Hurricane season in the Atlantic Ocean ended this week as one of the most destructive on record. Hurricane Ian, which hit the southeastern U.S. in September, was the season’s worst storm and among the country’s deadliest hurricanes in recent decades. It was also among the costliest in American history, causing an estimated $67 billion in privately insured property damage across five states.
Ian is part of a trend. Hurricanes tend to be among the most damaging forms of extreme weather, the costs of which are greatly rising. Hurricanes that caused more than $1 billion in damage have roughly doubled since the 1980s. During the same period, the total costs in damage, adjusted for inflation, have increased by a much greater amount — more than elevenfold:
Climate change has increased the likelihood of severe hurricanes and, in some cases, their destructiveness. But there is a bigger culprit behind rising damage costs, experts said: Americans flocking to coastal areas. This migration has added to the number of homes, businesses and other buildings in harm’s way.
As our colleague Christopher Flavelle, who covers climate, put it: “Stronger storms plus more development in coastal areas equals more damage.” Today’s newsletter will focus on how the development piece of that equation contributes to expensive hurricanes.
More people, more damage
Stephen Strader, who studies the geography of disasters at Villanova University, calls the increased development in areas vulnerable to hurricanes the “expanding bull’s-eye effect.” As the target — the number of people, homes and businesses in a vulnerable area — grows, the potential for storms to cause costly damage increases. “There’s more things in the path of these hurricanes than there’s ever been,” he said.
Consider how many homes are in southwestern Florida, where Hurricane Ian made landfall this year. These maps show the housing density increasing as the population rose between 1980 and 2020:
The Houston area shows a similar trend. The region added nearly 1.3 million homes between 1980 and 2020, as these maps show:
In 2017, Hurricane Harvey lingered over the Houston area for days, dropping more than 50 inches of rain in some places. The storm ultimately cost an estimated $149 billion — more, in inflation-adjusted dollars, than any other hurricane since 1980 besides Katrina in 2005.
This ongoing property development in the parts of the U.S. that are most at risk of hurricane damage also created an additional risk, destroying the natural barriers that would otherwise help protect coastal areas from the storms. In Florida, “hardened” waterfront properties have replaced “spongelike” wetlands and mangroves that were more able to absorb storm surges and rainfall, as Strader has explained.
Easing the problem of billion-dollar extreme weather events would require tackling both pieces of Christopher’s storm damage equation. Reducing carbon emissions and slowing global warming could decrease the likelihood of severe hurricanes and other costly climate disasters like wildfires and droughts.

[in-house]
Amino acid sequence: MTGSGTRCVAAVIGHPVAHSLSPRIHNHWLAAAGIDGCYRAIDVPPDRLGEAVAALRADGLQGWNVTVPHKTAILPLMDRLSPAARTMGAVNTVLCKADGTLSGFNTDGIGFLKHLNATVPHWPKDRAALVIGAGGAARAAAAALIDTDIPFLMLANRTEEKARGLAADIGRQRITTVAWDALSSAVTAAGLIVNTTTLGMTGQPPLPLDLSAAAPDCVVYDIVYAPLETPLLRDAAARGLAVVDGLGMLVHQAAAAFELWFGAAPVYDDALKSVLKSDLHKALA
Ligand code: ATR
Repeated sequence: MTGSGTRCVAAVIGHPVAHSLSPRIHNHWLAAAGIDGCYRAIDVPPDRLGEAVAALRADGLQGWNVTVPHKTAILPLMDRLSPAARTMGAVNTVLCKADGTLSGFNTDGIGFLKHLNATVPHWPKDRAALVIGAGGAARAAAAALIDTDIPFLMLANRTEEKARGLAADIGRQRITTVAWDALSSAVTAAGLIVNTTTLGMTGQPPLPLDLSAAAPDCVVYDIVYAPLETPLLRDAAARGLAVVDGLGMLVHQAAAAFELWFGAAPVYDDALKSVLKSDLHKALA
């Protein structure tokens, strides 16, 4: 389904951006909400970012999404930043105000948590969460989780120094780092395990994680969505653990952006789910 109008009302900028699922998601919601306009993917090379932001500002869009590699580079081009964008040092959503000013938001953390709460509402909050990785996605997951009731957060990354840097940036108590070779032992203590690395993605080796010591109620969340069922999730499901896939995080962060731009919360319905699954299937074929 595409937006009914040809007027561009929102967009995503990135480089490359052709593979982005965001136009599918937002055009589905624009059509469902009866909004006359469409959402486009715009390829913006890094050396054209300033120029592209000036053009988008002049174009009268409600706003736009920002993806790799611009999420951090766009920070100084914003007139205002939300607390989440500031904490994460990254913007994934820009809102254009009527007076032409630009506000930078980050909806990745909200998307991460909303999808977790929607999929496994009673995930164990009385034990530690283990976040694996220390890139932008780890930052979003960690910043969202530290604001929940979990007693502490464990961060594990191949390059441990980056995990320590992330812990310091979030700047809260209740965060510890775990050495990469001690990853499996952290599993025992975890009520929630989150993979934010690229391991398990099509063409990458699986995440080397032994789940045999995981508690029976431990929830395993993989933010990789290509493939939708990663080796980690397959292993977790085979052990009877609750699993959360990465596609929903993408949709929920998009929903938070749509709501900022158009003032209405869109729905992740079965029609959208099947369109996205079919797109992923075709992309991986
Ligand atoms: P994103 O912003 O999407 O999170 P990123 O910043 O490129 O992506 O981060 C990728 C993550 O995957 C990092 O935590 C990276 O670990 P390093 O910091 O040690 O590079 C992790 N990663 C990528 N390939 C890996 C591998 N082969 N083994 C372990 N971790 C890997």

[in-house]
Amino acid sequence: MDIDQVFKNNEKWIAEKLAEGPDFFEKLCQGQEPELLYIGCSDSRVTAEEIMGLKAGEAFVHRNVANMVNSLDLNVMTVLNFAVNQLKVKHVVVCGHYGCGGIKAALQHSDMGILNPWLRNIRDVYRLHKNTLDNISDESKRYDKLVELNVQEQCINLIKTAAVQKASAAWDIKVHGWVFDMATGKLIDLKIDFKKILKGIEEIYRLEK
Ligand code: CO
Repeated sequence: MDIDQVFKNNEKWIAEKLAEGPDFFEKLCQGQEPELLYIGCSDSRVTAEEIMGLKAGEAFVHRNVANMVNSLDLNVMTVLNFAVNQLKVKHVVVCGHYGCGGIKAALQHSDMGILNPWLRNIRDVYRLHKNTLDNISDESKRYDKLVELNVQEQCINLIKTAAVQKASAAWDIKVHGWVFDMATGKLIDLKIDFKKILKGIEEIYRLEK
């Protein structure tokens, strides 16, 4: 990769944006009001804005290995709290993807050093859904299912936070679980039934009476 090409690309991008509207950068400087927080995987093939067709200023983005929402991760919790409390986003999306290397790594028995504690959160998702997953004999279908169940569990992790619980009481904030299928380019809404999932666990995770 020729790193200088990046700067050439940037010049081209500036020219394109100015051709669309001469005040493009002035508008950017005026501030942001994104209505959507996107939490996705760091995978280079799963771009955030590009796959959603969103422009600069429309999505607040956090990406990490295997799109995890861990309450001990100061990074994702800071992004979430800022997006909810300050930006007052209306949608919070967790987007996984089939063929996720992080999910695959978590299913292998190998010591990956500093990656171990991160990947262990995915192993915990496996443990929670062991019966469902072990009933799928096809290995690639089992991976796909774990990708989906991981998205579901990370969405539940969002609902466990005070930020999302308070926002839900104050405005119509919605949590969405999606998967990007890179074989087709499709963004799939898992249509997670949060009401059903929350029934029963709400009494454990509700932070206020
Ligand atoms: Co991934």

One option to reduce property damage, experts said, is to strengthen building codes. Florida did so after Hurricane Andrew wreaked havoc in 1992, requiring that new structures be built to better resist high winds. Infrastructure upgrades — like sea walls to block storm surges or pumps to remove rainwater more quickly — could also help against hurricanes, but only so much.
Some experts have proposed a contentious goal: getting people to live elsewhere. The most aggressive effort to persuade Americans to leave hurricane-threatened areas may be a new program that prices federal flood insurance according to climate risk, dramatically increasing costs for people living in vulnerable places.
But relocation is a tough sell. Americans have flocked to Florida’s picturesque coast, despite its risks. “People like living somewhere pretty,” Christopher said.
There are also political challenges. Florida cities and towns rely heavily on property tax revenues, which leaves state and local officials reluctant to reduce density or to encourage relocation. They can also count on the federal government to fund recovery efforts, giving them less incentive to mitigate future damages.
“There’s growing awareness that the current system of basically allowing and subsidizing construction in risky areas doesn’t make sense anymore,” Christopher said. “The government is still struggling, though, to turn that focus into policy changes that will make much of a difference.”
Related: Wirecutter has tips for how to make your home more resistant to flooding.
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Film’s new all-time great
An esteemed, once-a-decade poll has a new pick for the greatest movie of all time: “Jeanne Dielman, 23, Quai du Commerce, 1080 Bruxelles,” a 1975 film directed by Chantal Akerman.
The British magazine Sight and Sound surveys critics, academics, curators and others every 10 years, and the resulting list is widely respected. “Citizen Kane” sat atop it for five decades, before Alfred Hitchcock’s “Vertigo” supplanted it in 2012.
Now Akerman has toppled Hitchcock, becoming the first female director to top the list. Her film is an exemplar of “slow cinema,” the Times critic Manohla Dargis wrote in 2015. It follows a widow as she performs household tasks, often in real time across prolonged scenes. Far from dull, Dargis wrote, the film “grips you with its blunt compositions” and a “creeping sense of dread.”
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